Disclaimer: This information is general in nature only. While Budget Direct has endeavoured to ensure the information we’ve relied on is accurate and current, we do not guarantee it. Budget Direct accepts no liability for this information.
The reality of autonomous cars may still be a way off, but they do seem to be an inevitable factor in our future transport systems. While this might bring joy to plenty of us, for even more Australians, it brings some concerns.
A survey conducted by Budget Direct Motor Insurance has revealed that over half of Australians wouldn’t use a driverless car when they became available.
But the big question is, are those fears founded? To help you choose whether autonomous vehicles are a help or a hazard, we’ve made a comprehensive list of the potential pros and cons.
Pros of autonomous vehicles
Once autonomous cars are fully integrated within our transport systems, it’s likely our economy will benefit massively. The Australian Road Safety Foundation estimates that road crashes currently cost our economy around $30 billion each year, before any societal costs are considered.
Even a 5% decrease in the amount of crashes will save millions of dollars each year for the country.
Social benefit – lives saved
Cars are getting safer and safer as vehicle designs get better and better. Over the last 30 years, the rate of road fatalities has decreased from 30 people per 100,000 to just 8 people per 100,000.
However, experts from the Australian Road Safety Foundation agree that one area of road safety hasn’t improved through this time – human factors and errors. If driverless cars can remove human errors from the equation, it stands to reason that the current rate of road fatalities would be improved.
Accessibility for those who cannot drive
There are many people in Australia who have restricted mobility as a result of age or disability. With fully automated cars, there will be no need for drivers’ licences or tests, meaning that all Australians will have access to driving technology without putting themselves or others in danger.
Quicker commute times
With autonomous cars able to sense and communicate with other cars around them, bumper to bumper traffic jams should be a thing of the past. Automatic braking functions will not only prevent nose-to-tail crashes but will also allow driverless cars to travel at consistent distances from one another.
Speed limits could also be increased, as the likelihood of crashes will be greatly reduced.
Environment, air quality, fuels/electric cars
Many of the companies looking to implement driverless cars are doing so with the aim of using electric power rather than combustion engines. Also, that natural “driving style” of autonomous cars avoids heavy acceleration and braking, which naturally saves on power.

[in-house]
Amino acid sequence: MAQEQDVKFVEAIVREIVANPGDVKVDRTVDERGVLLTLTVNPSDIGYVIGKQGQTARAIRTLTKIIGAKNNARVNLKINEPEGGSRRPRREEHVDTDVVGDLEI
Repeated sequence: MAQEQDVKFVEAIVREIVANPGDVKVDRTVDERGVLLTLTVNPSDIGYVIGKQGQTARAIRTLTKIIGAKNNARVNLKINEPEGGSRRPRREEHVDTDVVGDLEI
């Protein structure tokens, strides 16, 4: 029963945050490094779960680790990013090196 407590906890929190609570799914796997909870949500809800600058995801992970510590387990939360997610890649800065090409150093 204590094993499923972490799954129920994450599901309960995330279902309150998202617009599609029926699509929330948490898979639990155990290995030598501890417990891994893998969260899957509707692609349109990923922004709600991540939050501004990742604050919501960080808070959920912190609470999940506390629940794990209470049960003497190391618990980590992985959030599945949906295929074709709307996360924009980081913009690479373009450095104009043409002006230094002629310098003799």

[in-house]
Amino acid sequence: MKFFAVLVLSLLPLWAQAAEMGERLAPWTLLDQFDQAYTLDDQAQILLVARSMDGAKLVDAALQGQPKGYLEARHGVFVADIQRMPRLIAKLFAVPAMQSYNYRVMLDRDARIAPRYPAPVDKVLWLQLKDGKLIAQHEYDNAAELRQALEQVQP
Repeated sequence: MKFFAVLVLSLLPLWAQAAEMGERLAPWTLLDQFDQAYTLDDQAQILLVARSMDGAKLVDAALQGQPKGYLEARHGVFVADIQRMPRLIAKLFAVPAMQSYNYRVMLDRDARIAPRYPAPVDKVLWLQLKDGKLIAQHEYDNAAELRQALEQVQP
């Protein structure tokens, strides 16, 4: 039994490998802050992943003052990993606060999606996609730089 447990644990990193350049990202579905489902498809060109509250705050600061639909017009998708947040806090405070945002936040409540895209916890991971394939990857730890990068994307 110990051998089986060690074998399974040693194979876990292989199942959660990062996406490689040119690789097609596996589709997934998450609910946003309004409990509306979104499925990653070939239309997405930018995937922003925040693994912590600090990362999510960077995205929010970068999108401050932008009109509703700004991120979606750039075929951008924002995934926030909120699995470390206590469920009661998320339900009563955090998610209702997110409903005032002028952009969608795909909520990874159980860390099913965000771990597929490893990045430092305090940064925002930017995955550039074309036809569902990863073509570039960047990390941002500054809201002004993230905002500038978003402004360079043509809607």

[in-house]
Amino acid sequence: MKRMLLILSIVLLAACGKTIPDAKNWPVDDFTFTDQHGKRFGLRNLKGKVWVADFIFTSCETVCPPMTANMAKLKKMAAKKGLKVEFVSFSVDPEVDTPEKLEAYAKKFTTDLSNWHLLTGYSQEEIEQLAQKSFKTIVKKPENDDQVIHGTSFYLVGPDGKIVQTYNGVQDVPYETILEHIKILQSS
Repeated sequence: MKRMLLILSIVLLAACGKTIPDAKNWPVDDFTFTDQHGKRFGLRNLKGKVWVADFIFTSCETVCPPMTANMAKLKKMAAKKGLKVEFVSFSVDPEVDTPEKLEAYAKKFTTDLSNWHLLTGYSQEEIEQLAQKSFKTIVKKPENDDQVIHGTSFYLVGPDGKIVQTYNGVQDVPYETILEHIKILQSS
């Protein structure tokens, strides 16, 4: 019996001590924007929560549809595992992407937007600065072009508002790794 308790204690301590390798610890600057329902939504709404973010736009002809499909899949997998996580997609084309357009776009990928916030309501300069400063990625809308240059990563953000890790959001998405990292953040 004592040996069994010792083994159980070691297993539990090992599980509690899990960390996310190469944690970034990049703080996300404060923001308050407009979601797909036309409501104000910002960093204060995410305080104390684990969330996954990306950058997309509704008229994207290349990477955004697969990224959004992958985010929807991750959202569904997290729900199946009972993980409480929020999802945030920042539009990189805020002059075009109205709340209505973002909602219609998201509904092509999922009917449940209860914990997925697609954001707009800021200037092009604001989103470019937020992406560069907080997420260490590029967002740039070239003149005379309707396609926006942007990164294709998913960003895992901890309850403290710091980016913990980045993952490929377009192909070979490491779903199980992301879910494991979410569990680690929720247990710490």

Overall, this stands to make autonomous cars far better for the environment than their petrol-powered predecessors.
More time to enjoy the view
As much as driving can have its perks, for most of us, driving is a bit of a chore. Commuting to and from work, and your average day-to-day errands make up most of the time we spend in our cars.
But with autonomous driving, the time you spend focused on the road could be better spent catching up on work, playing a game with the family, or even sneaking in your favourite TV show.
Cons of autonomous vehicles
Increase of vehicles affecting congestion
Depending on how popular driverless vehicles become, the number of vehicles on the road could increase. People who were previously restricted from driving may now have the opportunity to use their own car, meaning that the number of vehicles in circulation could inflate.
Unknown consequence of glitches
Almost every smart device is susceptible to hacking or glitches, and autonomous vehicles would likely be no exception. It’s impossible to determine what the consequences or safety precautions would be for glitches occurring internally.
Also, with sensors and signals being used to communicate with the outside world, there is a tangible risk of cars being hacked remotely.
Loss of jobs
There are plenty of Australians who rely on driving for their livelihood. People who drive taxis, trucks, for ride share apps, or who work as delivery drivers for fast food industries, would all be affected if autonomous vehicles are introduced.
As with any new technology that has taken years to develop and make, the cost of an autonomous car is likely to be astronomical at first. It’s likely to take some time before the technology is available to the average Australian.
All or nothing
As the projections for most of the improvements autonomous cars will have on the environment, economy and lives saved come from a fully integrated system, it may take some time before we see the expected benefits of the technology.
While there are still non-automated vehicles on the road interacting with autonomous vehicles there are bound to still be accidents.
People that like to drive
If there comes a time when 100% of the vehicles in our transport systems are automated, some people are bound to be disappointed. Those that love to drive recreationally and find the activity engaging will be missing out.
There are also implications that we won’t be able to predict until autonomous cars are in circulation. Particularly in the event of a collision or accident, who is at fault? Do the car manufacturers take responsibility, or is it left with the driver?
Currently, Australian law states that automated driving systems cannot be classified as the legal driver, leaving the driver liable. It’s also important to find car insurance that understands driverless features (such as auto-emergency braking, or lane-keep assist). After all, this could end up impacting your claim.
The implications autonomous driving will have on insurance matters and legal outcomes of accidents is just one grey area to be explored as we move toward a more automated future.